Of each ironclad link of law, we honor. Tell of what it is, why bother?
We hear them each and every night. We hear the peels of unhinged laughter, as they toil. Ringing of hammer on metal, the bellow of steam, and clomping of feet. They stand together in their purpose. We can feel their malevolence, their attention as claws caressing our spines. As we watch, the fog begins to move with purpose, an orchestrated dance across the streets. Only our minds can warp to our new reality. Only we can venture into the fog to find answers.
Violate our truths and we shan’t be gentle as with the youths.
We’ll be using the Kids on Bikes RPG system. Rules flexibility and a focus on story lend itself to building suspense, and it includes resources for handling player safety (hello horror). Additionally, with no health mechanic, there is room for narrative with complete control over any harm that could befall them. This campaign focuses on the kids of the town, any adult never returns from the fog. Only kids able to focus through their fear will be able to work toward unraveling the secrets cloaking their town.
This will be a horror campaign, we will be discussing in more depth what this means before session zero. Currently the focus is on the imagination of children, mixed with the manifestation of the spiritual world. With nothing but guile, wit, and their own two hands they must face the dangers of an unknown foe. While dreaming, kids have a chance to gain insight and motivations of the ephemeral enemy. This can be both a boon and a curse for the kids.
We’ll start the campaign around Halloween. You do not need to be of the same family, or even know each other well. You will need to be young (how young TBD), and have reason to be out and about during the trick or treat time. For this story we’ll work together to design the town. One notable feature is the founding day around Halloween and subsequent growth into a town festival. You will not be receiving a ‘powered’ character in the party. Your struggles will be your own, even in the face of paranormal activity.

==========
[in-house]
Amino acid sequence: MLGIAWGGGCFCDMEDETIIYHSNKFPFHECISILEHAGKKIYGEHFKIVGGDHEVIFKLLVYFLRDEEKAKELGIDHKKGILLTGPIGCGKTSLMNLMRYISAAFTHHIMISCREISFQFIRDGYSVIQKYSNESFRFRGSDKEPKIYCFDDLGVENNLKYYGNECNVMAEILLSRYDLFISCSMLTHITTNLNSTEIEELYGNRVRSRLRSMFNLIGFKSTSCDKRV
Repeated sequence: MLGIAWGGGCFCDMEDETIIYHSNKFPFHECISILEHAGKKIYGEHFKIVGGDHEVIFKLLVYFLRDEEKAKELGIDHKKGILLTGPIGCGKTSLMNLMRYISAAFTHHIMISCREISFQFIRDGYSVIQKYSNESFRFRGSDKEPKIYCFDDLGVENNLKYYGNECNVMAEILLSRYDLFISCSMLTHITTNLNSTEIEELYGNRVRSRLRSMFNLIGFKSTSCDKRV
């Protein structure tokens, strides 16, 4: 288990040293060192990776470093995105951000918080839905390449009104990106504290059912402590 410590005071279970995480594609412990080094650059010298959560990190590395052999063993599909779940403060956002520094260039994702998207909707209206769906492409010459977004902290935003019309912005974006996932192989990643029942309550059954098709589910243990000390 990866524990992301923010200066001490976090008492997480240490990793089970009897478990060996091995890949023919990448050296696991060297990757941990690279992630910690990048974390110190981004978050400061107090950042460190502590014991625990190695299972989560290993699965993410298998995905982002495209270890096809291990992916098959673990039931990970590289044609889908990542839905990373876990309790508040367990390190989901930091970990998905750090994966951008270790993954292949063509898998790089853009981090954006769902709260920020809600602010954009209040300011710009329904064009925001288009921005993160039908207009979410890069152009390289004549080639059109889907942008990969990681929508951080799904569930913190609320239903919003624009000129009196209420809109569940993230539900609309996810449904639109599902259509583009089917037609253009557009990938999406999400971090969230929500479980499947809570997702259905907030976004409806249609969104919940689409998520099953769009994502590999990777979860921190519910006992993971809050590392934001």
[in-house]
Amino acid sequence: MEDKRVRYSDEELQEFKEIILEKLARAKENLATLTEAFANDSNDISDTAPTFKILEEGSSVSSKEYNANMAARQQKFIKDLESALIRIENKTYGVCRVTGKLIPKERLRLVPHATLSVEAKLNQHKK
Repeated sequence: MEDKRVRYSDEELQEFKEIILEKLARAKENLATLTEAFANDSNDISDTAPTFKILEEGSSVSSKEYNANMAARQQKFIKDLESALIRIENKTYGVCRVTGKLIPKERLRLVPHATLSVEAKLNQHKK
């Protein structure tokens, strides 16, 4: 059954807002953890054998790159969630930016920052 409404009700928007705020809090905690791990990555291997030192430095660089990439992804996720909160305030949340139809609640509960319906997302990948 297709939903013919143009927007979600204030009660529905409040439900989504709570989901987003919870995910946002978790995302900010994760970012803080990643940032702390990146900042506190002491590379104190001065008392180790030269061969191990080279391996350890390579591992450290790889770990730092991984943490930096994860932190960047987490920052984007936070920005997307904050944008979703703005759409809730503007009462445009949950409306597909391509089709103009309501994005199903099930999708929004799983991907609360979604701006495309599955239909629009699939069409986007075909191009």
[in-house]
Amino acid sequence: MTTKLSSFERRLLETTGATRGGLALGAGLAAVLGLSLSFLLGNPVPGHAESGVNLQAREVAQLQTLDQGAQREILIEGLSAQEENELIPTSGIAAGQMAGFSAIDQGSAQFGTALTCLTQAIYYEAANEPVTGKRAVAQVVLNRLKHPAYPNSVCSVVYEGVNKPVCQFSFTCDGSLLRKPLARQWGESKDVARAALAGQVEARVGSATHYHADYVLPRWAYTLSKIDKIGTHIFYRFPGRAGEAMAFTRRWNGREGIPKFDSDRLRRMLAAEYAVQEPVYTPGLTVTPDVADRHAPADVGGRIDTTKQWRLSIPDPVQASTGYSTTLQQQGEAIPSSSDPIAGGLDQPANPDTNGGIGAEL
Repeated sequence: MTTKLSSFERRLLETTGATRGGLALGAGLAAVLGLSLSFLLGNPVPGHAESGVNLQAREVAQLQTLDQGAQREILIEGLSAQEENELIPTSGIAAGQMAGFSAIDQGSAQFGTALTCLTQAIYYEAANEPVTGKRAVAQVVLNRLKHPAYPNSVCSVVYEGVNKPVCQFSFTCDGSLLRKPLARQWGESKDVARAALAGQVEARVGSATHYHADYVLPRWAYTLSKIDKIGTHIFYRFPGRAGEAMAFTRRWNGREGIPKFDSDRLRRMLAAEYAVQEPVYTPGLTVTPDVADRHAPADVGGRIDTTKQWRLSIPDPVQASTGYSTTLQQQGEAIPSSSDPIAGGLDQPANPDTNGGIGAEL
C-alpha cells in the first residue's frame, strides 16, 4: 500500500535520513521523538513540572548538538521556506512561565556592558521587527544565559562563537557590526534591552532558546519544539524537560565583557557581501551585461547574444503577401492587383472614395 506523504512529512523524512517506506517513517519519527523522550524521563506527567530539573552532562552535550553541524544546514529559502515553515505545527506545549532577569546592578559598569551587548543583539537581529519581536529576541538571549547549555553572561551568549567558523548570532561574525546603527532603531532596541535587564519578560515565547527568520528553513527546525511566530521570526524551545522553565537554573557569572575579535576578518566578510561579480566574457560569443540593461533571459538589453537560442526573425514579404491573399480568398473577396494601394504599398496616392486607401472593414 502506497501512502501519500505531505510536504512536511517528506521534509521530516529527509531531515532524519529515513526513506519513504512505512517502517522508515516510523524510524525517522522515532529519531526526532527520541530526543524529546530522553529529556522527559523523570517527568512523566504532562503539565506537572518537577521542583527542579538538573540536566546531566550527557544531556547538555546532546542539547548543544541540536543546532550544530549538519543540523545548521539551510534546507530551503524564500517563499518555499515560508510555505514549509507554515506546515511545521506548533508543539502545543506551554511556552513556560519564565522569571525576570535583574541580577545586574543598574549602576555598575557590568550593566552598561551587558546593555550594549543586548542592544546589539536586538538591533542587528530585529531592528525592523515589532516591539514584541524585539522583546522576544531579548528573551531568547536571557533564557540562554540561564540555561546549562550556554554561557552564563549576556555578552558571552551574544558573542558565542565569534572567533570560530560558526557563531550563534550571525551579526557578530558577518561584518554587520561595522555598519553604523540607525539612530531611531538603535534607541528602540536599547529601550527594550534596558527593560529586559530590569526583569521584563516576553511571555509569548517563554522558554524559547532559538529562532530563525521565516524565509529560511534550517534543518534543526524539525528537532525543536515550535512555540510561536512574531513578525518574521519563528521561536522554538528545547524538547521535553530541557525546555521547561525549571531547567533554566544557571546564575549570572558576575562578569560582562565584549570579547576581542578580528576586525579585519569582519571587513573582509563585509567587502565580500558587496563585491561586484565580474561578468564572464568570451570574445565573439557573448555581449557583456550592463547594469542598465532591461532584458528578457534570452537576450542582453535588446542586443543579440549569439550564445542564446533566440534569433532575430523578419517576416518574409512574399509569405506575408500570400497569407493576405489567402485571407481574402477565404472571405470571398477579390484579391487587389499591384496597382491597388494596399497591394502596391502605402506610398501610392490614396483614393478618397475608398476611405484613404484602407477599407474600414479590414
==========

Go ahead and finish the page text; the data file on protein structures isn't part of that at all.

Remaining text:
As/for the GM:
The following explains some of the assumptions made by working with Amelie and Will.
Amelie desired an X-Files approach to unexplained phenomena. From the perspective of the PC’s there shouldn’t be magic, but strange things can still happen.
For the United Empire, I chose to focus on a culture lost to time. Will is interested in the culture and lore, rather than a military campaign. I started with fairy tale goblins, blended with some of the industry and hierarchy of Tolkien orcs. Much of the plot will revolve around discovering more about their history and place in the world. They will begin shrouded in mystery, but will be a pivotal part of the story. The presence of the goblins and orcs will be felt more than encountered, with dreams providing a direct influence.
I’ve heard from my guests; now I want to hear from you. What does your campaign look like? Leave a comment below, on our Discord, or on Know Direction’s Facebook page.
Each Bend the Knee features three guests. One is from the RPG industry. Another is from the Know Direction network. The third guest could be you! Leave a comment on Know Direction’s Facebook, Discord, or Twitter, or you can send an email to DearDovahQueen@gmail.com for your chance to be featured on the next Bend the Knee or Dear DovahQueen.